Currently reading: New Mini Cooper five-door primed to go after Golf
First prototypes start testing as Mini prepares to complete "simple" four-car line-up

Mini's upcoming Cooper five-door has been spied testing in Germany ahead of going on sale in the UK in the summer of 2024.

These latest pictures of the combustion-engined car show a heavily disguised five-door Cooper, but the design changes over the previous model are simple to see. Highlights include a new front bumper and grill, as well as rear lights. 

It looks much like the new electric version of the three-door hatch, now renamed the Mini Cooper, but with a thick B-pillar and traditional door handles rather than the flush ones found on the smaller car.

The future of the Mini five-door

The British brand has just begun a major overhaul of its line-up as it begins to move towards becoming an electric brand. It has just launched a new electric version of the three-door hatch, which will be joined by an identical combustion-engined version.

Mini has previously not confirmed plans to replace the five-door hatch, suggesting that the forthcoming new Mini Aceman compact electric SUV would fill its place in the line-up between the Cooper and the larger new Mini Countryman SUV.

When asked about a potential future expansion to the Mini line-up at the Munich motor show, Wurst said: “We have so much to do with the roll-out of the family we’ve just announced. The Aceman is still missing, the John Cooper Works variations are all to come, we only speak about the three-door but we actually have a five-door coming, and we have a convertible as well.”

The EV and combustion versions of the new Cooper sit on separate platforms dedicated to each powertrain, and those are likely to also be employed for the new five-door. That would allow for go-faster John Cooper Works variants too, with the hot JCW versions of the three-door hatch confirmed to arrive in 2025.

Wurst added that the Mini range wouldn’t dramatically expand in the future – describing plans for a production version of the Mini Urbanaut MPV (below) shown at the 2021 Munich show as “in the freezer”.

Mini Urbanaut concept rendering from the front three quarters

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She added: “It’s now not the time to talk about new models, but it will come with time. It’s a question of architecture as well, and we have to work in a cost-effective way.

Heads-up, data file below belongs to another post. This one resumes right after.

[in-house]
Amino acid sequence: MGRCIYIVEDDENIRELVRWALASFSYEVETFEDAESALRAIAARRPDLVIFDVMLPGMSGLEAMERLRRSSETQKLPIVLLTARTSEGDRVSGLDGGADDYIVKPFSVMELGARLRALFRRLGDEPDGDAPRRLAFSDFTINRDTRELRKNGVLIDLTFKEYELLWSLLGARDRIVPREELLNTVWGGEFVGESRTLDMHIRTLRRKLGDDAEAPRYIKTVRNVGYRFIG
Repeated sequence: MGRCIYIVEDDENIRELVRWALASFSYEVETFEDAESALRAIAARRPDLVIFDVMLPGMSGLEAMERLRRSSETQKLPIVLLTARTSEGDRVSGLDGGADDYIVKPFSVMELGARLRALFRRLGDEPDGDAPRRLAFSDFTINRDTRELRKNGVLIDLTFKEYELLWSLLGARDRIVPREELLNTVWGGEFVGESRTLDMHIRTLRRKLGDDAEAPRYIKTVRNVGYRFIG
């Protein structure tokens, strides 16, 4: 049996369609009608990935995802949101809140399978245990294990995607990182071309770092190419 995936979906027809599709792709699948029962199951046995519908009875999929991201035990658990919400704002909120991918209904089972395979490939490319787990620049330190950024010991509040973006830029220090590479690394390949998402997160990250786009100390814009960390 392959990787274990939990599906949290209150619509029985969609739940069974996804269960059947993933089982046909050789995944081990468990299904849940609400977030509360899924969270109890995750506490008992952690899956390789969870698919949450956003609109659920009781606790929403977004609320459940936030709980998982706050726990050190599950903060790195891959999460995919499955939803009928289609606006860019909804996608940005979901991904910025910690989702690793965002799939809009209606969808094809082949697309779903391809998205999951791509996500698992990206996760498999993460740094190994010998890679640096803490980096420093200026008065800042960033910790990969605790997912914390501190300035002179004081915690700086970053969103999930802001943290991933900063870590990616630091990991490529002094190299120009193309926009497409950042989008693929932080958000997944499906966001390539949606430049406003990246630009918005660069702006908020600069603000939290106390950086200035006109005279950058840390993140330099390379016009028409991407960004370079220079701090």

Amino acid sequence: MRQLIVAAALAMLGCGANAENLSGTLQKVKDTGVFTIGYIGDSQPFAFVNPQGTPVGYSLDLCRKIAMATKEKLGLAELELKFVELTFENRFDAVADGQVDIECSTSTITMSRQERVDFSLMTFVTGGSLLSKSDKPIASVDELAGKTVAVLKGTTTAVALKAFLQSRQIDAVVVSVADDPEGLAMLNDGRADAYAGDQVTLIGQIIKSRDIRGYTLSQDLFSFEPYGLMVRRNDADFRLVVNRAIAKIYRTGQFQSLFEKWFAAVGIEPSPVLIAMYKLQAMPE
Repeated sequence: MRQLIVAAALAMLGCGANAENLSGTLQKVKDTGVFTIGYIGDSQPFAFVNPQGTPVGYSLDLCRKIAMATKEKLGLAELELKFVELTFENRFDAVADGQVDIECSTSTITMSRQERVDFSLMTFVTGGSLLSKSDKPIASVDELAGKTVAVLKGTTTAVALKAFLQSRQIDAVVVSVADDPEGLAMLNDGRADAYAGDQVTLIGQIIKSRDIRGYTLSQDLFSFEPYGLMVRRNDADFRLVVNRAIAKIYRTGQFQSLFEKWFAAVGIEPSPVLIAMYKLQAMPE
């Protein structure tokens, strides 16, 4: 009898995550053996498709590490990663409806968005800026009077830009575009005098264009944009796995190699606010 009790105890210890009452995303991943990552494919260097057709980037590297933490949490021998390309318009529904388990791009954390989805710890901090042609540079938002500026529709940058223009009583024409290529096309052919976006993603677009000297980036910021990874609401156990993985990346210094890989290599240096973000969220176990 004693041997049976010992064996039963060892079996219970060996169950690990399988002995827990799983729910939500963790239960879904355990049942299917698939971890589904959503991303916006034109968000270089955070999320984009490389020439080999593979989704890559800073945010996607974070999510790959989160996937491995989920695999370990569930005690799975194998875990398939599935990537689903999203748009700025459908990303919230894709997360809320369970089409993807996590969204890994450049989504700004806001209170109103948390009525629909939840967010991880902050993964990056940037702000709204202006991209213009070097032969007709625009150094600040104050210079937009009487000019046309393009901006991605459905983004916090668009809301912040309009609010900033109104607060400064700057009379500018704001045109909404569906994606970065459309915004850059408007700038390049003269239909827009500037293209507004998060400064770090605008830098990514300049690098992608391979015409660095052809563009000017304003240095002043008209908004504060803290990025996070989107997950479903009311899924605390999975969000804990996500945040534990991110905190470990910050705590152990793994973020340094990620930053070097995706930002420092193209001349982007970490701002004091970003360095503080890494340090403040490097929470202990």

“Mini has to be simple. A Mini range cannot be complicated to understand. Maybe that’s why Paceman was not a successful offer.

“A Mini model has to have a clear use case, a clear size and the variants have to be limited. If we wanted to do a bigger Mini, it would not be a bigger Countryman but a different body type. It’s always about simplicity and making it easy to understand.

“Simplicity and making [the range] easy to understand is one of the prerequisites of Mini, and it should stay like this. We don’t want to become a second BMW.”

James Attwood

James Attwood, digital editor
Title: Acting magazine editor

James is Autocar's acting magazine editor. Having served in that role since June 2023, he is in charge of the day-to-day running of the world's oldest car magazine, and regularly interviews some of the biggest names in the industry to secure news and features, such as his world exclusive look into production of Volkswagen currywurst. Really.

Before first joining Autocar in 2017, James spent more than a decade in motorsport journalist, working on Autosport,, F1 Racing and Motorsport News, covering everything from club rallying to top-level international events. He also spent 18 months running Move Electric, Haymarket's e-mobility title, where he developed knowledge of the e-bike and e-scooter markets. 

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Tonrichard 25 November 2023

Looks to be like another F56 facelift - albeit with changes to the rear end and I guess the interior facia - than we were led to believe. Windscreen angle and door to roof shut line suggests just an update of what I think was the least successful (styling wise) of the BMW MINIs. Very disappointing and in no way an alternative to a Golf, especially the 7.5. 

Citytiger 5 September 2023

Q. When is a mini not a mini


A. When its the size of a Golf. 

Tonrichard 5 September 2023

With the axing of the Clubman and the Aceman probably a couple of years away a 5 door version of the Cooper hatch was probably essential. It will be interesting to see whether this will continue when the Oxford plant switches to the Chinese electric platform later in this new generation's life. it is difficult to see from the photo but I hope that BMW will have made a better job of integrating the front and rear door shut line with the roof than on the current F56 5 door. It always looked to be awkward and detracted from the soft MINI lines.